They’ve run out of garbage bags to use as body bags.
Power lines cracked in half like splintered pencils are strewn through the streets
neighborhoods panic as the ground forgets what being solid is again
aftershocks bigger than most earthquakes bend steel and rebar
like toddlers bend fuzzy pipe cleaners.
My dad speaks to my 3 year old cousin
born in Nepal 5 years after I left
“Uncle, why is the ground shaking?”
I can barely hear him over the sounds of sirens
a cacophony that is a funeral song for those
pinned to the underworld by concrete slabs
“Uncle, will it be alright?”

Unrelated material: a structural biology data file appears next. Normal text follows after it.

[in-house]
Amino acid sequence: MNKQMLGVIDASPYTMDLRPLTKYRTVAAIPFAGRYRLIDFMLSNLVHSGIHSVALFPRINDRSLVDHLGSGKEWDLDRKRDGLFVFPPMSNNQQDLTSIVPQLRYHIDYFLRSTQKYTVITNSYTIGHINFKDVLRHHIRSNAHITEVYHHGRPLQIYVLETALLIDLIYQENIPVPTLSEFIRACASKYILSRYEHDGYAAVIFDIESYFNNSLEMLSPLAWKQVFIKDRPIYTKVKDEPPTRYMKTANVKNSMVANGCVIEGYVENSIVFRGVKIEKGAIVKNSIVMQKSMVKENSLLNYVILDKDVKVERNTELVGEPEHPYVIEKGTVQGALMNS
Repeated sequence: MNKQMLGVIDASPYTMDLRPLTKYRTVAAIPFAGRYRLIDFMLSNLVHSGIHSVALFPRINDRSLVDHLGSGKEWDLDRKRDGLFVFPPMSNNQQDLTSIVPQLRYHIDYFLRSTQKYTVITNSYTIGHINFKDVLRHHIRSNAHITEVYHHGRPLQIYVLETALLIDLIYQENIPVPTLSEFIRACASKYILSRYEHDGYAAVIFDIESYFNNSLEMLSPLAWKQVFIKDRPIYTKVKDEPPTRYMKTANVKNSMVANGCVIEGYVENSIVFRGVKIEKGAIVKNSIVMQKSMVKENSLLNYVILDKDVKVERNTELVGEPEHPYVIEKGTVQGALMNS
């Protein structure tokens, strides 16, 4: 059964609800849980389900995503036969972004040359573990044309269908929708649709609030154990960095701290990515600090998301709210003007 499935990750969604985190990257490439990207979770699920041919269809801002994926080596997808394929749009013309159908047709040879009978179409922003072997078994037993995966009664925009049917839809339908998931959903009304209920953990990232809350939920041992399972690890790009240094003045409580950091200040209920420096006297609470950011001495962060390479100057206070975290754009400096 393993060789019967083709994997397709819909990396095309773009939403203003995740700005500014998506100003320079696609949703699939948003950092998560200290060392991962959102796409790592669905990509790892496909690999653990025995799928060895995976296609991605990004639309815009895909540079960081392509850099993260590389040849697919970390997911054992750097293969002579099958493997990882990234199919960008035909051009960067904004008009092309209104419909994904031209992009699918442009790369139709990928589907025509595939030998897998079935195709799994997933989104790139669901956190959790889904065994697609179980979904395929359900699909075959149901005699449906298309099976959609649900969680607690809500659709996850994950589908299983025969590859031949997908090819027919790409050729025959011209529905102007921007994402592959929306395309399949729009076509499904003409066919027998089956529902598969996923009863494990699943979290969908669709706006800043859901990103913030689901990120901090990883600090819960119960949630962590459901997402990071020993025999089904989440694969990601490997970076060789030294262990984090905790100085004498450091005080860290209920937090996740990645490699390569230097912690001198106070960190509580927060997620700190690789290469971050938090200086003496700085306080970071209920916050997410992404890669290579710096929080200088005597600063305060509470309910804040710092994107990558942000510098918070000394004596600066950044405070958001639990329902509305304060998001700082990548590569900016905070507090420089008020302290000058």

The empty beeps of the telephone cord wrap around my neck
choking out half-truths and false optimism
until only pellets of reality remain.
I woke to the sounds of my people dying
Torrents of headlines sweeping like mudslides
carrying mugshots and scrolling white on black text names dismembered
from people reduced to tally marks on body counts.
The telephone line is down; there is no power; there is no water;
And then I learn
my government in Nepal couldn’t afford to pay for earthquake resistant housing
with banknotes and defaulted with 10,000 death certificates.
10 years lost to a civil war
10 years lost to political bickering
10 years swallowed up by the rubble of a nation that was already dying.
10 years since I’ve been home
Now, I wonder if when I return I will greet my people
or their ashes.